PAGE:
Join Richard Harrington for an in-depth discussion in this video Retiming footage: Slow motion, part of Repairing and Enhancing Video.
In our last movie we took a look at over cranked footage and we slowed it down a bit. Let's go a little over the top here and show you dramatic slow motion and i'll show you a couple of tricks to pull it off. I'll start with a shot that's also over cranked at 59.94. Right clicking and choosing interpret footage>main. And I'll dial in the new frame rate of 23.976. In this case I'm going to make sure that I'm not using any of the fields everything's fine and I'll click okay. Adding that to a new comp I'm going to slow it down a lot so using the stretch command here I'm going to stretch this 400%.
When you stretch, always go with a whole number. Now, if we play that, you're going to notice that it what it looks like is a lot of frames being repeated. So here it is playing in real time, and you see how those frames look jittery. This is the same effect you would get in an NLE if you slowed it down 400%. But we're going to turn on advanced frame blending and enable it. And now let's try it. And you're going to see that looks a lot better with that motion. But here's the trick. One of my favorite techniques is to just go ahead and artificially do this without having to have the render time of the advance frame blending which could be kind of slow.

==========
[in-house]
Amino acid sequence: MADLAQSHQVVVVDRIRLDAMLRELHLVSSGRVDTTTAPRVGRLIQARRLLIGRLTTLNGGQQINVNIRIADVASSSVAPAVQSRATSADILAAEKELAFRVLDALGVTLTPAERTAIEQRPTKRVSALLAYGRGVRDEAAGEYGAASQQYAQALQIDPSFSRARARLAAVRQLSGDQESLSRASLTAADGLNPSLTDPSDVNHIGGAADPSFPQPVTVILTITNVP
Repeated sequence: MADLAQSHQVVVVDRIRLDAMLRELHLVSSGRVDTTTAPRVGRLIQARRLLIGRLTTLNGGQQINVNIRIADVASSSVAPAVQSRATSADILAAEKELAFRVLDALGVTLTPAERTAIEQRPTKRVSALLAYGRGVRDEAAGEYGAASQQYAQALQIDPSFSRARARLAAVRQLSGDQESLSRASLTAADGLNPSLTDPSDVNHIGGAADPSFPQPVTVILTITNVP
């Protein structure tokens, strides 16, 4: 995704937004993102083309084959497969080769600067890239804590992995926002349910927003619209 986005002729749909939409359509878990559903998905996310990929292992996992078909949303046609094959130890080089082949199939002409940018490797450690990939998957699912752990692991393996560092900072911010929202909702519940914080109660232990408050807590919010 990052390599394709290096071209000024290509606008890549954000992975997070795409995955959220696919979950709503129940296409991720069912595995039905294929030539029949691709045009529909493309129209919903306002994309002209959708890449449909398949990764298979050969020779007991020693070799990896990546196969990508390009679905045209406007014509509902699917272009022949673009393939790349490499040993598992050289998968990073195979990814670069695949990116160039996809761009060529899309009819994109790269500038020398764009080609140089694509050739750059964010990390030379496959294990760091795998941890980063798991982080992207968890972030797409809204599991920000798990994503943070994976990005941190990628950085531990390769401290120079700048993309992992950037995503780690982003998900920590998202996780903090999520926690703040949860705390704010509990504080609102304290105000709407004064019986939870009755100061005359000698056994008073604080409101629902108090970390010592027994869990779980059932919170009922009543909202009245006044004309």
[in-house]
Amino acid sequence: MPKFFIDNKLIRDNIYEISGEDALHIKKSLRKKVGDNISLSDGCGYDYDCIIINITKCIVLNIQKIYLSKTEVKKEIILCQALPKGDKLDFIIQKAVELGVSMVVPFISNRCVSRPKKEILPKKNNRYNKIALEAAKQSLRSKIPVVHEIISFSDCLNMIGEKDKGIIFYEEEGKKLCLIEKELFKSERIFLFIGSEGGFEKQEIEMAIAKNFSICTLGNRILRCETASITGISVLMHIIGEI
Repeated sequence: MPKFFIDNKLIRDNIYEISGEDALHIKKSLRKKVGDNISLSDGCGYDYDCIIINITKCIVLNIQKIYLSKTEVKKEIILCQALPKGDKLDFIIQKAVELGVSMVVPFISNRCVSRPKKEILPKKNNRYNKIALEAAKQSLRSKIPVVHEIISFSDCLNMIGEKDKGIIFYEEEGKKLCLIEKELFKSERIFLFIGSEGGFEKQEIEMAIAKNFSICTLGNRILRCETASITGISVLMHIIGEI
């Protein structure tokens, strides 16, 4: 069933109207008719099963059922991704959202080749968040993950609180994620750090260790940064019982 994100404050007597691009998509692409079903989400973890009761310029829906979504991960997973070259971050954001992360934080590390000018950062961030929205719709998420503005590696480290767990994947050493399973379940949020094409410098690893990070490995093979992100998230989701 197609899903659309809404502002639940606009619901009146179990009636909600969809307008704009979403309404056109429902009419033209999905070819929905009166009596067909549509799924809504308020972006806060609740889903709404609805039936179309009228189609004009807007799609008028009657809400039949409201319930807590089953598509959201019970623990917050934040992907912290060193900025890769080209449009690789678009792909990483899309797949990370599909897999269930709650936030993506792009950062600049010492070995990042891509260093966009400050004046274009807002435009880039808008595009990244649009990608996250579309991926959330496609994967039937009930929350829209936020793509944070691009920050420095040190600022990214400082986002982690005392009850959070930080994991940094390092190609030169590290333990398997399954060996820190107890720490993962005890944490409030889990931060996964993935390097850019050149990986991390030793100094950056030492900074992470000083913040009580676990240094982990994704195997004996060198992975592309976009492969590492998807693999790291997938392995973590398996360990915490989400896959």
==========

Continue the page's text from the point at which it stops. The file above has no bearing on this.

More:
Plus the advance frame blending sometimes has some of its own artifacts. So let's try the best of both. Let's remove the advanced frame blending using just the draft frame blending. Duplicate the layer, and bring up its in point. And I'm going to move the in point down one frame and set the opacity to 75%. Duplicating it again, I'll move that down to two frames, and set the opacity to 50%. Duplicate, three, opacity, 25%.
So now we have four copies of the footage, and we're just using a simple opacity blend. This is going to produce its own sort of streaking and motion effects. And it looks pretty good. I offer this an alternative to using advanced frame blending, and it's basically a way of doing a forced motion blur. You'll also notice that it renders substantially faster. And by ghosting the footage, you're creating an artifical motion trail. I use this all the time while working with time-lapse source material.
So there it is, a little bit of an artificial blur. And as it lifts here, you get a very slow-motion pour. Now remember, we're just looking at this at a smaller frame size, but it gives you a pretty good idea of what's possible and this is one more way to pull off a slow-motion effect.
This course was created and produced by Rich Harrington. We are honored to host this content in our library.
- Reviewing the retoucher's toolbox
- Stabilizing footage
- Fixing alignment
- Retiming footage
- Removing lens distortion
- Using rotoscoping to enhance footage
- Recovering exposure
- Color grading with Photoshop
- Converting to black and white
- Creating a film or painterly look
- Adding depth of field